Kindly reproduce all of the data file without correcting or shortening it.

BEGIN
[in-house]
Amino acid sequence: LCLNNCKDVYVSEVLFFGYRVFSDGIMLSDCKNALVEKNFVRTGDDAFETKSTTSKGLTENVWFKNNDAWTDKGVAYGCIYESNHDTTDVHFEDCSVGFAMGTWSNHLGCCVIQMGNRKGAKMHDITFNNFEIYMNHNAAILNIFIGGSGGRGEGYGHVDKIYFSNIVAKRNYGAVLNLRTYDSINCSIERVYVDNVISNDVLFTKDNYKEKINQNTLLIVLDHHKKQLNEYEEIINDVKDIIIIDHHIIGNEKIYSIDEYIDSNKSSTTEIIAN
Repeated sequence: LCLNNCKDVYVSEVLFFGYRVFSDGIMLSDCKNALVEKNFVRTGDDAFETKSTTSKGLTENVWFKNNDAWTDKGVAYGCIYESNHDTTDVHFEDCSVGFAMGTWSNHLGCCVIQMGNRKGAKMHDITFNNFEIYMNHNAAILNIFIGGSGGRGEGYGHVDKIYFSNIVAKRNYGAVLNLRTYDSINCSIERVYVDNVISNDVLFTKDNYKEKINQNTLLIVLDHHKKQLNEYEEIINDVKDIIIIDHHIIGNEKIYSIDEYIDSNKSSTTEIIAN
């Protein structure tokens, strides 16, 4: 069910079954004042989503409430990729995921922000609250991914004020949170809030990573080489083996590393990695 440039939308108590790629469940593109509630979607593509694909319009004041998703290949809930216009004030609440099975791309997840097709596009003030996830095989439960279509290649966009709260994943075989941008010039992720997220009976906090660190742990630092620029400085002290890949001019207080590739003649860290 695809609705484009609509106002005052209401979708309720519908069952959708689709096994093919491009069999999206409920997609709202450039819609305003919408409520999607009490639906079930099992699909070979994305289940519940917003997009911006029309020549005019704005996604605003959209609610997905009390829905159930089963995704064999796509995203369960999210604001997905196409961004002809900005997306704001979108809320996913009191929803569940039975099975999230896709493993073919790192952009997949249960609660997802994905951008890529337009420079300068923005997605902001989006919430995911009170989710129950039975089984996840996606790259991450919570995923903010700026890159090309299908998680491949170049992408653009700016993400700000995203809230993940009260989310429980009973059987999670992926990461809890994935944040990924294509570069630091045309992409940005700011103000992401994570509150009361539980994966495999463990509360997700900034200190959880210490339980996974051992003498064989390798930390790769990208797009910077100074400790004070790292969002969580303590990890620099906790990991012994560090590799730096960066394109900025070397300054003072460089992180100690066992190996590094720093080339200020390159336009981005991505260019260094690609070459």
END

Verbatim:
[in-house]
Amino acid sequence: LCLNNCKDVYVSEVLFFGYRVFSDGIMLSDCKNALVEKNFVRTGDDAFETKSTTSKGLTENVWFKNNDAWTDKGVAYGCIYESNHDTTDVHFEDCSVGFAMGTWSNHLGCCVIQMGNRKGAKMHDITFNNFEIYMNHNAAILNIFIGGSGGRGEGYGHVDKIYFSNIVAKRNYGAVLNLRTYDSINCSIERVYVDNVISNDVLFTKDNYKEKINQNTLLIVLDHHKKQLNEYEEIINDVKDIIIIDHHIIGNEKIYSIDEYIDSNKSSTTEIIAN
Repeated sequence: LCLNNCKDVYVSEVLFFGYRVFSDGIMLSDCKNALVEKNFVRTGDDAFETKSTTSKGLTENVWFKNNDAWTDKGVAYGCIYESNHDTTDVHFEDCSVGFAMGTWSNHLGCCVIQMGNRKGAKMHDITFNNFEIYMNHNAAILNIFIGGSGGRGEGYGHVDKIYFSNIVAKRNYGAVLNLRTYDSINCSIERVYVDNVISNDVLFTKDNYKEKINQNTLLIVLDHHKKQLNEYEEIINDVKDIIIIDHHIIGNEKIYSIDEYIDSNKSSTTEIIAN
């Protein structure tokens, strides 16, 4: 069910079954004042989503409430990729995921922000609250991914004020949170809030990573080489083996590393990695 440039939308108590790629469940593109509630979607593509694909319009004041998703290949809930216009004030609440099975791309997840097709596009003030996830095989439960279509290649966009709260994943075989941008010039992720997220009976906090660190742990630092620029400085002290890949001019207080590739003649860290 695809609705484009609509106002005052209401979708309720519908069952959708689709096994093919491009069999999206409920997609709202450039819609305003919408409520999607009490639906079930099992699909070979994305289940519940917003997009911006029309020549005019704005996604605003959209609610997905009390829905159930089963995704064999796509995203369960999210604001997905196409961004002809900005997306704001979108809320996913009191929803569940039975099975999230896709493993073919790192952009997949249960609660997802994905951008890529337009420079300068923005997605902001989006919430995911009170989710129950039975089984996840996606790259991450919570995923903010700026890159090309299908998680491949170049992408653009700016993400700000995203809230993940009260989310429980009973059987999670992926990461809890994935944040990924294509570069630091045309992409940005700011103000992401994570509150009361539980994966495999463990509360997700900034200190959880210490339980996974051992003498064989390798930390790769990208797009910077100074400790004070790292969002969580303590990890620099906790990991012994560090590799730096960066394109900025070397300054003072460089992180100690066992190996590094720093080339200020390159336009981005991505260019260094690609070459």